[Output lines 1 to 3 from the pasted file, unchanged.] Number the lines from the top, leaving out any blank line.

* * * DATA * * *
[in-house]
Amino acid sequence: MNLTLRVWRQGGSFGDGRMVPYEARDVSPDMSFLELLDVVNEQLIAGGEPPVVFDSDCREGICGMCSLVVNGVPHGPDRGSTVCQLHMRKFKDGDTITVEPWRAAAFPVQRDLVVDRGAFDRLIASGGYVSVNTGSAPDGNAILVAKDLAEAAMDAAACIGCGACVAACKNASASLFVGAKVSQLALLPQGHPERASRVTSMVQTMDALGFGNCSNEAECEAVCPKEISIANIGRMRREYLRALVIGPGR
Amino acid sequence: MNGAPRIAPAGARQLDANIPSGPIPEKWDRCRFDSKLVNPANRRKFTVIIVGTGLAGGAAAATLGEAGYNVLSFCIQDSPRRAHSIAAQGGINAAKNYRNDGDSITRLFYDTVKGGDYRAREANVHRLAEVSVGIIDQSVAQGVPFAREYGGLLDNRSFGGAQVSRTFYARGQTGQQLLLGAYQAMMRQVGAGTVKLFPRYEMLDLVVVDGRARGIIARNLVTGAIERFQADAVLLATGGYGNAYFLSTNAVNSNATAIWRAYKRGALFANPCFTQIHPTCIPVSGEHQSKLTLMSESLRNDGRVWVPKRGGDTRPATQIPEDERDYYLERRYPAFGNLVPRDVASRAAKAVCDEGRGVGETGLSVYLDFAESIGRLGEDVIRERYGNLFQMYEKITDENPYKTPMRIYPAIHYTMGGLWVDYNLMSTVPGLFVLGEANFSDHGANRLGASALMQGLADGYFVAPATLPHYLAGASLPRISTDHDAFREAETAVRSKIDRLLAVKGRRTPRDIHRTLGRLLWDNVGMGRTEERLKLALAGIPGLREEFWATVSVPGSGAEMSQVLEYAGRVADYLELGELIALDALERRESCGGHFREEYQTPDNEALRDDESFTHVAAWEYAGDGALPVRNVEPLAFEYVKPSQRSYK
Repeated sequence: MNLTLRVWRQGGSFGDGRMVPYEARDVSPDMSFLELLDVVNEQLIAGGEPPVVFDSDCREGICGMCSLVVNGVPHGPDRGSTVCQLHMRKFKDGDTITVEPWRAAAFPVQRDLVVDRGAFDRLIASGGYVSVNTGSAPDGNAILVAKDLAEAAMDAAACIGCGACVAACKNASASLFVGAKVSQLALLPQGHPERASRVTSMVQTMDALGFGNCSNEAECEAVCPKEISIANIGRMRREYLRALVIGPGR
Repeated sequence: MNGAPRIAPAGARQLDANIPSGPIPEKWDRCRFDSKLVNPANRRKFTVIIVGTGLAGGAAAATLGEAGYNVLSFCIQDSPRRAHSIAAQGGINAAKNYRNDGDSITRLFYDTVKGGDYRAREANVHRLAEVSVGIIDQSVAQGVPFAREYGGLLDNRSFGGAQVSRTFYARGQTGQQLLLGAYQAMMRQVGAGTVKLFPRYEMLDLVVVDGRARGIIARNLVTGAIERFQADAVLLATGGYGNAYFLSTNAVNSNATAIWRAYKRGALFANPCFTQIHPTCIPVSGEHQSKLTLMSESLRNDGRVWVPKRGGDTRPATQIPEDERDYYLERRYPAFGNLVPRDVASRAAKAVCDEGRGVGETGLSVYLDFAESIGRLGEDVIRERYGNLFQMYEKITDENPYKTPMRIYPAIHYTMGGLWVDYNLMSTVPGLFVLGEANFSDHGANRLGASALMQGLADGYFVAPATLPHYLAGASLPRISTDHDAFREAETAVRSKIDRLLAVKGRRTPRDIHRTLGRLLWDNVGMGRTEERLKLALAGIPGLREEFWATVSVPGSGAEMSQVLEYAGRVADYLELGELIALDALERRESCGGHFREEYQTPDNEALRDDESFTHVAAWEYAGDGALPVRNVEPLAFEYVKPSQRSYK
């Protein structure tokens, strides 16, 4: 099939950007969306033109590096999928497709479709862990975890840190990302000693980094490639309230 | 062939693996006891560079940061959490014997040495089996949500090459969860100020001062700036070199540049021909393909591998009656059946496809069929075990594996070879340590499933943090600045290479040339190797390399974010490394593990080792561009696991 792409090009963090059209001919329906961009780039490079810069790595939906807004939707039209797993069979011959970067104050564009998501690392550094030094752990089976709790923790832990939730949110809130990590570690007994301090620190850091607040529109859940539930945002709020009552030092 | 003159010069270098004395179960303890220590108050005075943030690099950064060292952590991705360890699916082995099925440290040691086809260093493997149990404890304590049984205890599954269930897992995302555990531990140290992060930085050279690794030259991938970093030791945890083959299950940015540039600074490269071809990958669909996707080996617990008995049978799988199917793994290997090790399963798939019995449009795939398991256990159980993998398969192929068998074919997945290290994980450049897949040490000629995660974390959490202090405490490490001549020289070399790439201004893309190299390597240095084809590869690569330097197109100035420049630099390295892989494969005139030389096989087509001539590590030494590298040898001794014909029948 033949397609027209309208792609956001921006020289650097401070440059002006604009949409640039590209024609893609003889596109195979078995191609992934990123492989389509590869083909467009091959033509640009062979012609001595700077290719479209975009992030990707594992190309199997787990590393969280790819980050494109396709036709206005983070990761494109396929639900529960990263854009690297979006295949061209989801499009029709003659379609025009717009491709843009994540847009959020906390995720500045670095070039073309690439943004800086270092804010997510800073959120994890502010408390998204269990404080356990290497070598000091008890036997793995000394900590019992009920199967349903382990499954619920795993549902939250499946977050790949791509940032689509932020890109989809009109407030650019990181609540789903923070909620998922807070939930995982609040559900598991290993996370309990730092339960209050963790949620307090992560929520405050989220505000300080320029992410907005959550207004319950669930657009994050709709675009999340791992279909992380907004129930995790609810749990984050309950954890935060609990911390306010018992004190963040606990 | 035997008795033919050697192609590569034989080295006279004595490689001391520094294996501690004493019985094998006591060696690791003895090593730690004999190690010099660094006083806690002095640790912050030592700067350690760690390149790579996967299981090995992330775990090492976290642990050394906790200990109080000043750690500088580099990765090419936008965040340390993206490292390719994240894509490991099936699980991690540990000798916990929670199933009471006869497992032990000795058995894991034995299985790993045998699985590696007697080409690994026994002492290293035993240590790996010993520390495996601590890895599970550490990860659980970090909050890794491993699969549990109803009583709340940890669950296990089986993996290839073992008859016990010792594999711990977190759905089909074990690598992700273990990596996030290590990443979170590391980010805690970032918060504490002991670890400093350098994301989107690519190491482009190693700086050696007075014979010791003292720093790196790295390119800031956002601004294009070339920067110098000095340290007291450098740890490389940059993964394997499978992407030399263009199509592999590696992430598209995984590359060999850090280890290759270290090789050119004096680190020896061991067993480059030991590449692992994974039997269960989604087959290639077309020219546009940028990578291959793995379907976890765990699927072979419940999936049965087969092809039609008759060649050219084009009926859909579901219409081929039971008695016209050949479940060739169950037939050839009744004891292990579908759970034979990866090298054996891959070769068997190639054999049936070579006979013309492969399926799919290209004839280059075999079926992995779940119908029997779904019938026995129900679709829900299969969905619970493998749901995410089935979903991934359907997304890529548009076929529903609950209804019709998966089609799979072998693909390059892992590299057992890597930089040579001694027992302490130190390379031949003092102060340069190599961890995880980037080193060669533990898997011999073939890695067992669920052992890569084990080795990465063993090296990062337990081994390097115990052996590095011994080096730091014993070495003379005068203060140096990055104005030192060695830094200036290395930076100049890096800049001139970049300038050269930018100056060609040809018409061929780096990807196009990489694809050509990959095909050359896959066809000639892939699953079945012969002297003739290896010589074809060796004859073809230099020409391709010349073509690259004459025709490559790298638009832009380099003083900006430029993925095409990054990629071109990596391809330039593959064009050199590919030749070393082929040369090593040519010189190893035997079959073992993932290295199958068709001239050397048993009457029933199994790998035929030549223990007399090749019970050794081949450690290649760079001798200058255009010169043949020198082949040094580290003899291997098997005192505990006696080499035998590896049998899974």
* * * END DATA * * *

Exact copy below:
[in-house]
Amino acid sequence: MNLTLRVWRQGGSFGDGRMVPYEARDVSPDMSFLELLDVVNEQLIAGGEPPVVFDSDCREGICGMCSLVVNGVPHGPDRGSTVCQLHMRKFKDGDTITVEPWRAAAFPVQRDLVVDRGAFDRLIASGGYVSVNTGSAPDGNAILVAKDLAEAAMDAAACIGCGACVAACKNASASLFVGAKVSQLALLPQGHPERASRVTSMVQTMDALGFGNCSNEAECEAVCPKEISIANIGRMRREYLRALVIGPGR
Amino acid sequence: MNGAPRIAPAGARQLDANIPSGPIPEKWDRCRFDSKLVNPANRRKFTVIIVGTGLAGGAAAATLGEAGYNVLSFCIQDSPRRAHSIAAQGGINAAKNYRNDGDSITRLFYDTVKGGDYRAREANVHRLAEVSVGIIDQSVAQGVPFAREYGGLLDNRSFGGAQVSRTFYARGQTGQQLLLGAYQAMMRQVGAGTVKLFPRYEMLDLVVVDGRARGIIARNLVTGAIERFQADAVLLATGGYGNAYFLSTNAVNSNATAIWRAYKRGALFANPCFTQIHPTCIPVSGEHQSKLTLMSESLRNDGRVWVPKRGGDTRPATQIPEDERDYYLERRYPAFGNLVPRDVASRAAKAVCDEGRGVGETGLSVYLDFAESIGRLGEDVIRERYGNLFQMYEKITDENPYKTPMRIYPAIHYTMGGLWVDYNLMSTVPGLFVLGEANFSDHGANRLGASALMQGLADGYFVAPATLPHYLAGASLPRISTDHDAFREAETAVRSKIDRLLAVKGRRTPRDIHRTLGRLLWDNVGMGRTEERLKLALAGIPGLREEFWATVSVPGSGAEMSQVLEYAGRVADYLELGELIALDALERRESCGGHFREEYQTPDNEALRDDESFTHVAAWEYAGDGALPVRNVEPLAFEYVKPSQRSYK